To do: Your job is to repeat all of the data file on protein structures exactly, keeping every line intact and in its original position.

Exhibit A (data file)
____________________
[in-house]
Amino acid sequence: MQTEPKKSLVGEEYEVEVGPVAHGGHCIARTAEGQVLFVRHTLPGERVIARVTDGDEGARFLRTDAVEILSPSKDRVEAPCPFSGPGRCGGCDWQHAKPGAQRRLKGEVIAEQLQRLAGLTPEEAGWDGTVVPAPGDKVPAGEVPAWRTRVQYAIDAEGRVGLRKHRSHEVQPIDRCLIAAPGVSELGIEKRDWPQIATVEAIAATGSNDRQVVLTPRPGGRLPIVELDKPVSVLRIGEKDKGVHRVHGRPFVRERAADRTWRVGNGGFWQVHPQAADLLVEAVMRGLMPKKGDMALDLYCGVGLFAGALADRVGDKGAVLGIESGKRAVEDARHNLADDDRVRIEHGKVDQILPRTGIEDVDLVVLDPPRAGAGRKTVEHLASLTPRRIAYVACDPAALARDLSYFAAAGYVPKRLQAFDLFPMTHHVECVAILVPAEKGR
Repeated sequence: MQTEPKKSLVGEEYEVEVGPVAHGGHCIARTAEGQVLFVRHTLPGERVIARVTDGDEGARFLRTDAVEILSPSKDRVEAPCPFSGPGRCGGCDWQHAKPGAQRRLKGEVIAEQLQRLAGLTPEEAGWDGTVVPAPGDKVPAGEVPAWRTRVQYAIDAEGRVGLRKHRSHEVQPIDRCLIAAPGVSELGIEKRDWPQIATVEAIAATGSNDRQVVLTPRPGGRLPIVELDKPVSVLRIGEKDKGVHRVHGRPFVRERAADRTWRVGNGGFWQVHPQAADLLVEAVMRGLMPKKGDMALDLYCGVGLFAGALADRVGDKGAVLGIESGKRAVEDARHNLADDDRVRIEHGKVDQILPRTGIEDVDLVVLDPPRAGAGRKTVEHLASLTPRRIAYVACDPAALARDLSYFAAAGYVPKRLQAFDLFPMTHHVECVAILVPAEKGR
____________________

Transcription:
[in-house]
Amino acid sequence: MQTEPKKSLVGEEYEVEVGPVAHGGHCIARTAEGQVLFVRHTLPGERVIARVTDGDEGARFLRTDAVEILSPSKDRVEAPCPFSGPGRCGGCDWQHAKPGAQRRLKGEVIAEQLQRLAGLTPEEAGWDGTVVPAPGDKVPAGEVPAWRTRVQYAIDAEGRVGLRKHRSHEVQPIDRCLIAAPGVSELGIEKRDWPQIATVEAIAATGSNDRQVVLTPRPGGRLPIVELDKPVSVLRIGEKDKGVHRVHGRPFVRERAADRTWRVGNGGFWQVHPQAADLLVEAVMRGLMPKKGDMALDLYCGVGLFAGALADRVGDKGAVLGIESGKRAVEDARHNLADDDRVRIEHGKVDQILPRTGIEDVDLVVLDPPRAGAGRKTVEHLASLTPRRIAYVACDPAALARDLSYFAAAGYVPKRLQAFDLFPMTHHVECVAILVPAEKGR
Repeated sequence: MQTEPKKSLVGEEYEVEVGPVAHGGHCIARTAEGQVLFVRHTLPGERVIARVTDGDEGARFLRTDAVEILSPSKDRVEAPCPFSGPGRCGGCDWQHAKPGAQRRLKGEVIAEQLQRLAGLTPEEAGWDGTVVPAPGDKVPAGEVPAWRTRVQYAIDAEGRVGLRKHRSHEVQPIDRCLIAAPGVSELGIEKRDWPQIATVEAIAATGSNDRQVVLTPRPGGRLPIVELDKPVSVLRIGEKDKGVHRVHGRPFVRERAADRTWRVGNGGFWQVHPQAADLLVEAVMRGLMPKKGDMALDLYCGVGLFAGALADRVGDKGAVLGIESGKRAVEDARHNLADDDRVRIEHGKVDQILPRTGIEDVDLVVLDPPRAGAGRKTVEHLASLTPRRIAYVACDPAALARDLSYFAAAGYVPKRLQAFDLFPMTHHVECVAILVPAEKGR